- Take Advantage of Recent Legislation
Every year there are a variety of changes to federal legislation that might affect your business and your tax return. For example, according to this article in Forbes, for 2016 Congress has made a number of changes in tax policy, such as:
- SIMPLE IRA Rollover: Small business owners will now have the option of rolling over previous 401(k) plans or other employer-sponsored retirement plans into their SIMPLE IRA.
- $2,400 Tax Credit for Hiring Long-Term Unemployed: If you hire someone in 2016 who had been unemployed for 27 weeks or more, your company will receive a $2,400 tax credit.
- State and Local Tax Deduction Made Permanent: This tax break – which was just made permanent – allows taxpayers to claim an itemized deduction for state income taxes or state sales taxes paid during the year.
Also, some recently enacted provisions of the Affordable Care Act (“Obamacare”) now provide tax credits that enable qualifying small businesses to get a tax credit for up to 50 percent of the health insurance premiums that they pay for their employees. The details are complex and your company needs to meet certain conditions to qualify, but check out this page on the IRS website for more information.
Be sure to talk with your accountant about the latest changes to tax laws, and how you can put your business in position to maximize your tax savings.
- Avoid Common Audit Traps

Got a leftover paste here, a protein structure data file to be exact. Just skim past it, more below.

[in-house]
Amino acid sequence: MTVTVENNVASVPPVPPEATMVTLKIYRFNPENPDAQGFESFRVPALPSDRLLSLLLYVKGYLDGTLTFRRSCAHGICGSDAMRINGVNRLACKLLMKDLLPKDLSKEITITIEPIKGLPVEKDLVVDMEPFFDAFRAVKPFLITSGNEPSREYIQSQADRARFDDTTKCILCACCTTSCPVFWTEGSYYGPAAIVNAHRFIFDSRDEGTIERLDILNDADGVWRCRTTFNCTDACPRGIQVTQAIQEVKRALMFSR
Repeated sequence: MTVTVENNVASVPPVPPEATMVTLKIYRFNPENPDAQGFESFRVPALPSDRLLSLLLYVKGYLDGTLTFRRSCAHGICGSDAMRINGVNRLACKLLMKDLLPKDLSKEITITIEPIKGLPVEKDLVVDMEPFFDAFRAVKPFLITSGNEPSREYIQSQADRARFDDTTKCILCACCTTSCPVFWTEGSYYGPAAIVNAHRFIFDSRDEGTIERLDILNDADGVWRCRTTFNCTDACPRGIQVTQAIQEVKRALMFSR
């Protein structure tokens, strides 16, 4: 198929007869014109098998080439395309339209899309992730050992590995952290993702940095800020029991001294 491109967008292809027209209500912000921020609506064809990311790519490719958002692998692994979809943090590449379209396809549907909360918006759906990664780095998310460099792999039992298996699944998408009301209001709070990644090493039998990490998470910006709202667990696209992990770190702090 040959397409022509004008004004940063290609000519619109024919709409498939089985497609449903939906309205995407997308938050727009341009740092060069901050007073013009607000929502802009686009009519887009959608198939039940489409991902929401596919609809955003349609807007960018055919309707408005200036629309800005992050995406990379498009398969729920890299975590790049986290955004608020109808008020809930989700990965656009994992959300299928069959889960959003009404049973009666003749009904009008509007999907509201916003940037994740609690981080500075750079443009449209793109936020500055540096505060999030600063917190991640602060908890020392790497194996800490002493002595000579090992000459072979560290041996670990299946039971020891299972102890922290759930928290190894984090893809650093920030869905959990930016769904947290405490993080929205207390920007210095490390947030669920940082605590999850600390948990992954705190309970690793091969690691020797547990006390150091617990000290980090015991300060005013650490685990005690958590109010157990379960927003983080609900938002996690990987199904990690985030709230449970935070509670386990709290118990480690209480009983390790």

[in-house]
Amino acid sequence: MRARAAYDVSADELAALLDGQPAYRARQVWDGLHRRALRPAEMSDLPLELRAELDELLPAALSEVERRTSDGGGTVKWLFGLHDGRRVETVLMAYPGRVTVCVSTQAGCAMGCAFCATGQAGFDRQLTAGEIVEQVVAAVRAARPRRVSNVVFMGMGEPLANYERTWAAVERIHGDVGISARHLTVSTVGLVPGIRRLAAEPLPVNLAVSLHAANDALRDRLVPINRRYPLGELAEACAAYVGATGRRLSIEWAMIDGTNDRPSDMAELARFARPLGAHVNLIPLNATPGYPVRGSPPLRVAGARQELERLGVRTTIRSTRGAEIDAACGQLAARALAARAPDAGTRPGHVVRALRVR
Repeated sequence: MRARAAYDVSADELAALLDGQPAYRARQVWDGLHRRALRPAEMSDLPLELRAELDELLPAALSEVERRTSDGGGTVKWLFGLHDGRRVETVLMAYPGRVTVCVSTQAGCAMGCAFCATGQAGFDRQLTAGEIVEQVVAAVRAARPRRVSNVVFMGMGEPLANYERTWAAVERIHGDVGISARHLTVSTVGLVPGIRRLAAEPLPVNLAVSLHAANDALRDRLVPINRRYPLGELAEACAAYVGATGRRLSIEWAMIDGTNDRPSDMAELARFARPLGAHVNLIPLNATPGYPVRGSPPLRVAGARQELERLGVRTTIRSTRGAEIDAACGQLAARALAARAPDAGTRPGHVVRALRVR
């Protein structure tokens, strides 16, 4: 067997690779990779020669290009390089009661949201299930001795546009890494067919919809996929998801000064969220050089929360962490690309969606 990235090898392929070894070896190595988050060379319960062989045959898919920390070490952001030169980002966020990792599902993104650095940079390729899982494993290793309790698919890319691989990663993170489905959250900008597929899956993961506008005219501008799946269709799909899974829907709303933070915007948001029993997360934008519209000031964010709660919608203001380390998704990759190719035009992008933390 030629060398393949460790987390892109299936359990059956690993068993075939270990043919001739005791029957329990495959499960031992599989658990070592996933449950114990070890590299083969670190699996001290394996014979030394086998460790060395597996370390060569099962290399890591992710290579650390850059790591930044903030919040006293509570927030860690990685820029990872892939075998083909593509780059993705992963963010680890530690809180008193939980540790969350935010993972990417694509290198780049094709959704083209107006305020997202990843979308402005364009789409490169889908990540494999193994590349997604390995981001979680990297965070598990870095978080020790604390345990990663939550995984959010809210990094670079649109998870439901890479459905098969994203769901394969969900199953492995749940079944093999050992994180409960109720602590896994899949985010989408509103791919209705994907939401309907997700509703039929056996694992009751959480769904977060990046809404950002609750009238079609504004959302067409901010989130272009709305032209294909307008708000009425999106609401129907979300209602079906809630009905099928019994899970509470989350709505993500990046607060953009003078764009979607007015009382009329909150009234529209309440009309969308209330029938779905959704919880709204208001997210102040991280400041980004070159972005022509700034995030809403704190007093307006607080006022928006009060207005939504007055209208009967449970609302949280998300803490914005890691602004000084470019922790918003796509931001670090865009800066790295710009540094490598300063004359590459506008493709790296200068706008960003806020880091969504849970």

Going through an IRS audit is never fun for anyone, so it’s best to avoid putting yourself in that position in the first place. With careful planning and attention to detail, you can avoid some of the most common IRS audit traps:
- Classifying Employees as Independent Contractors: If you have employees working for your business, it’s important to make sure you are classifying their work status correctly for tax purposes. Many businesses mistakenly (or deliberately) misclassify their employees as independent contractors in an attempt to save money on taxes – but there are labor rules differentiating one type of worker from another, and there are big consequences. If the IRS finds that you have misclassified your workers’ status, they will assess back taxes and penalties.
- Improper Home Office Deductions: Not all home offices qualify for the home office deduction. For starters, your home must be your principal place of business and you must regularly use part of your home exclusively for conducting business. And you can’t claim your entire home as a deduction – just the percentage of square footage that is dedicated exclusively to your business. The IRS has more information on their website, but you will want to consult a professional to make sure your home office qualifies – overstating your home office deduction could lead to paying extra taxes and penalties.
- Large Sum Miscellaneous Deductions: Thinking about claiming $50,000 worth of deductions on $50,000 worth of income? Yeah, that’s not going to work. If you claim a large number of itemized deductions or miscellaneous expenses relative to your income, the IRS is going to have lots of questions and they’re going to ask them during an audit.
So, in sum: keep your files in order, stay up-to-date, and consult a professional tax adviser to avoid playing fast and loose with the federal government’s rules and regulations. With the right tax advice and careful planning, you can spend less time and money on your taxes, and spend more energy dedicated to growing your business!
What’s the best small business tax advice you’ve ever received? Leave a comment and let us know.